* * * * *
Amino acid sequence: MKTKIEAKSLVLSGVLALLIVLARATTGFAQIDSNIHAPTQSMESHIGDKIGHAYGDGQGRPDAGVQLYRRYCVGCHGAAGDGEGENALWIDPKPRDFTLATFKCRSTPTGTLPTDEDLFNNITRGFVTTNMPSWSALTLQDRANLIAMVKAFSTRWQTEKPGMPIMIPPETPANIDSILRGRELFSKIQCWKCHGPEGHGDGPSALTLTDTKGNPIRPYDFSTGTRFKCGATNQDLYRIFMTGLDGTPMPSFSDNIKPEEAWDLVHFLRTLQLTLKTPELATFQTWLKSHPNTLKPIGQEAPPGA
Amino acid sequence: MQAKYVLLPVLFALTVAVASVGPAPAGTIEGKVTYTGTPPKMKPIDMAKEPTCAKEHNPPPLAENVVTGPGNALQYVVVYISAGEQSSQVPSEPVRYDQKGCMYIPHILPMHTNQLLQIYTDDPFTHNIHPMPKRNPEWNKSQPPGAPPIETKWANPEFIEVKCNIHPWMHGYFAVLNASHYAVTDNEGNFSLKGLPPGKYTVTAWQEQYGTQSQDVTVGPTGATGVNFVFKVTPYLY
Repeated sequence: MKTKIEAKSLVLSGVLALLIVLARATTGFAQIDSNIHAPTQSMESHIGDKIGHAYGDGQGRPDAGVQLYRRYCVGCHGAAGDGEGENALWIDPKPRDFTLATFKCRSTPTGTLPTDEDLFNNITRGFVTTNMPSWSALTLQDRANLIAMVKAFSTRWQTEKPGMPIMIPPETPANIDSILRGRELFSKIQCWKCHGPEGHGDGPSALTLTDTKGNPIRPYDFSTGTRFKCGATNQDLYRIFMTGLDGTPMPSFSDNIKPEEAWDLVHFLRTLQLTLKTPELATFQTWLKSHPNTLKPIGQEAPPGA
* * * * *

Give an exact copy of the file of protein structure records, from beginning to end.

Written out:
Amino acid sequence: MKTKIEAKSLVLSGVLALLIVLARATTGFAQIDSNIHAPTQSMESHIGDKIGHAYGDGQGRPDAGVQLYRRYCVGCHGAAGDGEGENALWIDPKPRDFTLATFKCRSTPTGTLPTDEDLFNNITRGFVTTNMPSWSALTLQDRANLIAMVKAFSTRWQTEKPGMPIMIPPETPANIDSILRGRELFSKIQCWKCHGPEGHGDGPSALTLTDTKGNPIRPYDFSTGTRFKCGATNQDLYRIFMTGLDGTPMPSFSDNIKPEEAWDLVHFLRTLQLTLKTPELATFQTWLKSHPNTLKPIGQEAPPGA
Amino acid sequence: MQAKYVLLPVLFALTVAVASVGPAPAGTIEGKVTYTGTPPKMKPIDMAKEPTCAKEHNPPPLAENVVTGPGNALQYVVVYISAGEQSSQVPSEPVRYDQKGCMYIPHILPMHTNQLLQIYTDDPFTHNIHPMPKRNPEWNKSQPPGAPPIETKWANPEFIEVKCNIHPWMHGYFAVLNASHYAVTDNEGNFSLKGLPPGKYTVTAWQEQYGTQSQDVTVGPTGATGVNFVFKVTPYLY
Repeated sequence: MKTKIEAKSLVLSGVLALLIVLARATTGFAQIDSNIHAPTQSMESHIGDKIGHAYGDGQGRPDAGVQLYRRYCVGCHGAAGDGEGENALWIDPKPRDFTLATFKCRSTPTGTLPTDEDLFNNITRGFVTTNMPSWSALTLQDRANLIAMVKAFSTRWQTEKPGMPIMIPPETPANIDSILRGRELFSKIQCWKCHGPEGHGDGPSALTLTDTKGNPIRPYDFSTGTRFKCGATNQDLYRIFMTGLDGTPMPSFSDNIKPEEAWDLVHFLRTLQLTLKTPELATFQTWLKSHPNTLKPIGQEAPPGA